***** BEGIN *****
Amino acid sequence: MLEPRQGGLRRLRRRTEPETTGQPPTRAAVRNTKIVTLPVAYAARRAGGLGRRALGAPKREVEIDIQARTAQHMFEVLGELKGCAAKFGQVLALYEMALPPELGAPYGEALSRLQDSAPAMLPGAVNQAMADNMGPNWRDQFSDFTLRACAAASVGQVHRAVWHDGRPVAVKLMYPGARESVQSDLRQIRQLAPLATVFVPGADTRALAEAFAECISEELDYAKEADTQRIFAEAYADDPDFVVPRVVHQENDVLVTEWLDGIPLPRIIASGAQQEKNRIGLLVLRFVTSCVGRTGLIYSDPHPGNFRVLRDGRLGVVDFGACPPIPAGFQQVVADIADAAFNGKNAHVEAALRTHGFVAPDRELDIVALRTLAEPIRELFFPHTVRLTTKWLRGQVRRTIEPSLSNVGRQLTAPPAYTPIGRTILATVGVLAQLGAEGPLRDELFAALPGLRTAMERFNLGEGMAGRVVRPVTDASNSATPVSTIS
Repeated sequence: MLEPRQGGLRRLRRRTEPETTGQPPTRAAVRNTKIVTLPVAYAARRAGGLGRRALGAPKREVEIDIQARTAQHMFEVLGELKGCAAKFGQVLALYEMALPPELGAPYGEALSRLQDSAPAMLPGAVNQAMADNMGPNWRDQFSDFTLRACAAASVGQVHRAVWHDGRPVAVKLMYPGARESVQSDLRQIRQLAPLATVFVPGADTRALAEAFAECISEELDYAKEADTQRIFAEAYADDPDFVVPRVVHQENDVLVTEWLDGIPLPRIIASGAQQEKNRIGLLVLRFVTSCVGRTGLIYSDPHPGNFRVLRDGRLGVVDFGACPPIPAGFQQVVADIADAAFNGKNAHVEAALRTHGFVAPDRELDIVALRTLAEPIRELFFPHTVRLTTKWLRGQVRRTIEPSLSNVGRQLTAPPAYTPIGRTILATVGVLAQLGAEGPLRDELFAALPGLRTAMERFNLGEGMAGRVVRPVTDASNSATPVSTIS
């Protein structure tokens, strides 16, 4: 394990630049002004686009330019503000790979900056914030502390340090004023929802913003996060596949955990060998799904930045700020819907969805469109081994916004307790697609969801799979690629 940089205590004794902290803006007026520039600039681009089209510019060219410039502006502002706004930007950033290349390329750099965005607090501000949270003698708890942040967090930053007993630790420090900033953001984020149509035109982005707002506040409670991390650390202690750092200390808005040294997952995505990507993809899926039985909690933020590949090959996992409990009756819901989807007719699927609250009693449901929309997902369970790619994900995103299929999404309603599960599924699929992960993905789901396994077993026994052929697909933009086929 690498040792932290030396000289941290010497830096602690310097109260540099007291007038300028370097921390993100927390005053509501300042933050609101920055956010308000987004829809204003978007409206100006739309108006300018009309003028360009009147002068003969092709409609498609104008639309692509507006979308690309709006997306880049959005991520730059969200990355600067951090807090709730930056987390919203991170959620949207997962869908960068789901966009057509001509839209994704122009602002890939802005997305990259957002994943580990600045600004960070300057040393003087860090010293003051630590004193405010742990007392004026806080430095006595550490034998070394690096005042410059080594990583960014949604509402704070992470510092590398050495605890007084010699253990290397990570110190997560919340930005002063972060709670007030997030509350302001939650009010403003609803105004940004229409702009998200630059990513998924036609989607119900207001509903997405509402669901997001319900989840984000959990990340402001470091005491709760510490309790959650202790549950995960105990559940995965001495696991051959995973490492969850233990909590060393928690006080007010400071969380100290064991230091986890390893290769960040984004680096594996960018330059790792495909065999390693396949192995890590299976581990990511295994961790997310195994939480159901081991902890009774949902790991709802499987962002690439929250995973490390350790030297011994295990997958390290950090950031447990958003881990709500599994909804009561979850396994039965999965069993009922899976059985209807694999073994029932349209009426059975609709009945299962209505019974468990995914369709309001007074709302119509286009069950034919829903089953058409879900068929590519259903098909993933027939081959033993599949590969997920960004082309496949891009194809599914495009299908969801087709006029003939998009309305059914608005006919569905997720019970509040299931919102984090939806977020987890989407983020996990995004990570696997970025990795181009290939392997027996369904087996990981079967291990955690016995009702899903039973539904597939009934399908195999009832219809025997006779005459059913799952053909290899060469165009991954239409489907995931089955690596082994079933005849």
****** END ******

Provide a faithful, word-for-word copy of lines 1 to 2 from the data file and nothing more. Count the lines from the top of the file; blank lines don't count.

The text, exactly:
Amino acid sequence: MLEPRQGGLRRLRRRTEPETTGQPPTRAAVRNTKIVTLPVAYAARRAGGLGRRALGAPKREVEIDIQARTAQHMFEVLGELKGCAAKFGQVLALYEMALPPELGAPYGEALSRLQDSAPAMLPGAVNQAMADNMGPNWRDQFSDFTLRACAAASVGQVHRAVWHDGRPVAVKLMYPGARESVQSDLRQIRQLAPLATVFVPGADTRALAEAFAECISEELDYAKEADTQRIFAEAYADDPDFVVPRVVHQENDVLVTEWLDGIPLPRIIASGAQQEKNRIGLLVLRFVTSCVGRTGLIYSDPHPGNFRVLRDGRLGVVDFGACPPIPAGFQQVVADIADAAFNGKNAHVEAALRTHGFVAPDRELDIVALRTLAEPIRELFFPHTVRLTTKWLRGQVRRTIEPSLSNVGRQLTAPPAYTPIGRTILATVGVLAQLGAEGPLRDELFAALPGLRTAMERFNLGEGMAGRVVRPVTDASNSATPVSTIS
Repeated sequence: MLEPRQGGLRRLRRRTEPETTGQPPTRAAVRNTKIVTLPVAYAARRAGGLGRRALGAPKREVEIDIQARTAQHMFEVLGELKGCAAKFGQVLALYEMALPPELGAPYGEALSRLQDSAPAMLPGAVNQAMADNMGPNWRDQFSDFTLRACAAASVGQVHRAVWHDGRPVAVKLMYPGARESVQSDLRQIRQLAPLATVFVPGADTRALAEAFAECISEELDYAKEADTQRIFAEAYADDPDFVVPRVVHQENDVLVTEWLDGIPLPRIIASGAQQEKNRIGLLVLRFVTSCVGRTGLIYSDPHPGNFRVLRDGRLGVVDFGACPPIPAGFQQVVADIADAAFNGKNAHVEAALRTHGFVAPDRELDIVALRTLAEPIRELFFPHTVRLTTKWLRGQVRRTIEPSLSNVGRQLTAPPAYTPIGRTILATVGVLAQLGAEGPLRDELFAALPGLRTAMERFNLGEGMAGRVVRPVTDASNSATPVSTIS